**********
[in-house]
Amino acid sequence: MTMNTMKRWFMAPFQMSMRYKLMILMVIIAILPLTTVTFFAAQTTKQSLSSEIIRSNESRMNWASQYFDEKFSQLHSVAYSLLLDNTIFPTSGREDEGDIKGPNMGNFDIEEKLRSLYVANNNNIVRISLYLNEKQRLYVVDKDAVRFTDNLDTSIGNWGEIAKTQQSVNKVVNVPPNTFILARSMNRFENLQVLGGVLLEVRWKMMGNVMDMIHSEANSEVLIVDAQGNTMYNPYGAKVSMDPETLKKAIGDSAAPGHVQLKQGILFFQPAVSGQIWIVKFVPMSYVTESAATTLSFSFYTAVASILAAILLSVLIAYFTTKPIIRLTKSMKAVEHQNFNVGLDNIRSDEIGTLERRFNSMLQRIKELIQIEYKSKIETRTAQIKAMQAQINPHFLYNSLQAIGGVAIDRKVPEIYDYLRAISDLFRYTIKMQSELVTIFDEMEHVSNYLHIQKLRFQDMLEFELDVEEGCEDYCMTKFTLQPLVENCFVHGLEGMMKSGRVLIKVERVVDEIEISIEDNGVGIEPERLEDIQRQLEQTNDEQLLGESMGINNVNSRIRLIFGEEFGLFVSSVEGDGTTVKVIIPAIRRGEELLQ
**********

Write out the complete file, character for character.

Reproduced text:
[in-house]
Amino acid sequence: MTMNTMKRWFMAPFQMSMRYKLMILMVIIAILPLTTVTFFAAQTTKQSLSSEIIRSNESRMNWASQYFDEKFSQLHSVAYSLLLDNTIFPTSGREDEGDIKGPNMGNFDIEEKLRSLYVANNNNIVRISLYLNEKQRLYVVDKDAVRFTDNLDTSIGNWGEIAKTQQSVNKVVNVPPNTFILARSMNRFENLQVLGGVLLEVRWKMMGNVMDMIHSEANSEVLIVDAQGNTMYNPYGAKVSMDPETLKKAIGDSAAPGHVQLKQGILFFQPAVSGQIWIVKFVPMSYVTESAATTLSFSFYTAVASILAAILLSVLIAYFTTKPIIRLTKSMKAVEHQNFNVGLDNIRSDEIGTLERRFNSMLQRIKELIQIEYKSKIETRTAQIKAMQAQINPHFLYNSLQAIGGVAIDRKVPEIYDYLRAISDLFRYTIKMQSELVTIFDEMEHVSNYLHIQKLRFQDMLEFELDVEEGCEDYCMTKFTLQPLVENCFVHGLEGMMKSGRVLIKVERVVDEIEISIEDNGVGIEPERLEDIQRQLEQTNDEQLLGESMGINNVNSRIRLIFGEEFGLFVSSVEGDGTTVKVIIPAIRRGEELLQ